California to Require Solar Panels on New Homes

On May 9, the California Energy Commission unanimously voted to require all new homes built after January 1, 2020, to feature solar panels. California has long been at the forefront of clean energy, helping lead the way for alternative fuel use in fleet vehicles and offering more electric recharge options for hybrid and full-electric vehicle owners. This latest move has alternative energy advocates cheering and utilities providers biting their nails.

Those applauding this move say it’s the first big step in getting homes off the utility grid to drive down costs for solar in the wake of tariffs on imported solar components and help reduce the dependence on traditional fossil fuels throughout the state. Analysts estimate a variety of environmental benefits, including:

Cutting fossil fuel emissions by approximately 1.4 million metric tons over three years.
Reduced energy costs for homeowners, allowing them to power their homes on less than approximately $50 dollars every month.

Detractors of the solar mandate claim it will only make things more expensive. Aside from issues with current solar production and estimated installation costs, there is concern over who will be left to pay for traditional energy. Many large fossil fuel power plants are designed to earn a fixed rate of return, regardless of the demand on the grid. This means the more houses defecting from the grid in favor of solar energy, the more costs are passed on to those remaining on the grid.Some other concerns include:

Production of more solar energy than the state can consume, forcing caps on incoming energy from solar farms and outside states.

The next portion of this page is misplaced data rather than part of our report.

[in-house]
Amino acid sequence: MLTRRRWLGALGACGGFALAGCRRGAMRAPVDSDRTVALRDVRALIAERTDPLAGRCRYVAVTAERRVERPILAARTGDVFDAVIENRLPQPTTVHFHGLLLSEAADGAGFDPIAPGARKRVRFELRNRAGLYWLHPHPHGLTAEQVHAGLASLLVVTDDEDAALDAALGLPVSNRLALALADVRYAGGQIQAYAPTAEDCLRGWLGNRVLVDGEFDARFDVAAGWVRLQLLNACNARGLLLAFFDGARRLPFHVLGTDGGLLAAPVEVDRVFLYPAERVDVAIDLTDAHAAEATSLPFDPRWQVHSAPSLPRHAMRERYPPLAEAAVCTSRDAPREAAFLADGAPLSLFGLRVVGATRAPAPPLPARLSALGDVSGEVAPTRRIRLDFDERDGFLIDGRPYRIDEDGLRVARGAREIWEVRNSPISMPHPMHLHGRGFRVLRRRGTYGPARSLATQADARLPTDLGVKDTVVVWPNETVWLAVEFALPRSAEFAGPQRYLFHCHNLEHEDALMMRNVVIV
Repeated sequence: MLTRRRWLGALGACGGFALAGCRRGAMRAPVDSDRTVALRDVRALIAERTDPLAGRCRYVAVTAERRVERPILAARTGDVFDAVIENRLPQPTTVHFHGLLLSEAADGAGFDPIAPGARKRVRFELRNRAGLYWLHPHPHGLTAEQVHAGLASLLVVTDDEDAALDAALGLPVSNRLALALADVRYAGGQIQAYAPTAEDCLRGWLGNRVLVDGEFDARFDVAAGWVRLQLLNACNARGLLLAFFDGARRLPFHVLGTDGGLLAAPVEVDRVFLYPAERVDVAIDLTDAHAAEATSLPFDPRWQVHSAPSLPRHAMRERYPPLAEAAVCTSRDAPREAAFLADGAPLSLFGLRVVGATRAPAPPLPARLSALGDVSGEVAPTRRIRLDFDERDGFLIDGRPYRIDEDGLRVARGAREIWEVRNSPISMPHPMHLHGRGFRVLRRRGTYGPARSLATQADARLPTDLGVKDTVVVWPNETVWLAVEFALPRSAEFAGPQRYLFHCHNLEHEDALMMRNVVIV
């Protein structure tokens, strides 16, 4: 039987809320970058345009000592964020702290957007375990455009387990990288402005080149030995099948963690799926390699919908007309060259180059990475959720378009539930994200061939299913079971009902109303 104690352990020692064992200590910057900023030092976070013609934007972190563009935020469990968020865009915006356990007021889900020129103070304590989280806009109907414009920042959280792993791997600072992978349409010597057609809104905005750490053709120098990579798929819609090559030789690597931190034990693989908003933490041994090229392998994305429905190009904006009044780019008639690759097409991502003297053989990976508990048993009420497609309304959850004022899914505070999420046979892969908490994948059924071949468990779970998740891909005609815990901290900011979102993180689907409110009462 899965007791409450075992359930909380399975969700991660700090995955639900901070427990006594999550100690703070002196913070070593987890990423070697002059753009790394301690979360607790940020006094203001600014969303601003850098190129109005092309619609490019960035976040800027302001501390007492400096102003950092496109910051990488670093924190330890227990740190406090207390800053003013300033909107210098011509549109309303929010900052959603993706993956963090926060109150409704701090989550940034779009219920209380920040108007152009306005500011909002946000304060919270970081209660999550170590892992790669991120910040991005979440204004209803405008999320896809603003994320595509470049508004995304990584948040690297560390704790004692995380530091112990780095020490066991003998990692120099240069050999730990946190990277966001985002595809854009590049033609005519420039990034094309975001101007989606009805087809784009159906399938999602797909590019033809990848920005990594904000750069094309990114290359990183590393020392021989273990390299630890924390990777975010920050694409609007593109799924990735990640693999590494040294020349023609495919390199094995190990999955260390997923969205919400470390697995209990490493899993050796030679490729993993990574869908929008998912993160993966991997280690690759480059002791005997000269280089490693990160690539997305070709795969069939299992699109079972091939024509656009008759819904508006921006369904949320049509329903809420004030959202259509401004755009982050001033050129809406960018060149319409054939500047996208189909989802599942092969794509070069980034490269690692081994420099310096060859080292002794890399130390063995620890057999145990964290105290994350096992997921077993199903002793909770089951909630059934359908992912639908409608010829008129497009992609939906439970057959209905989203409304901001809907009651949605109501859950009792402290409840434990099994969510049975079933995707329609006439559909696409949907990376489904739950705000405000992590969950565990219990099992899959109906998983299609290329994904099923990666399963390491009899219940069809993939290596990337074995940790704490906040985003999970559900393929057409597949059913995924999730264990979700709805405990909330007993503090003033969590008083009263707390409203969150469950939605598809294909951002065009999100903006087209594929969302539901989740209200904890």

Hikes in new home costs of $10,000, which something that doesn’t bode well for a state rife with housing affordability and homelessness issues.

Analysts sitting in the middle of the debate applaud the attempts at reducing dependence on traditional energy sources, but argue that the biggest factor in greenhouse gas emissions is all the cars that Californians drive. In order to make a meaningful, cost-effective dent in the state’s energy crisis, the focus should be aimed at alternative transportation options and building housing within proximity of businesses to reduce traditional vehicle use.

As with most aspects of alternative fuels, California will be a guinea pig for several states that are looking for ways to combat their own energy issues. Hawaii has state-mandate solar water heaters, while other states are considering legislation to require new buildings be “solar-ready” for eventual application. The new home solar requirements are likely to be lauded by those that can afford them, but likely to cause dissent from those that have to pick up the tab for homes coming off the grid. How do you think this solar mandate will change California’s energy consumption habits? Will it spread to other states? Let us know in the comments below.

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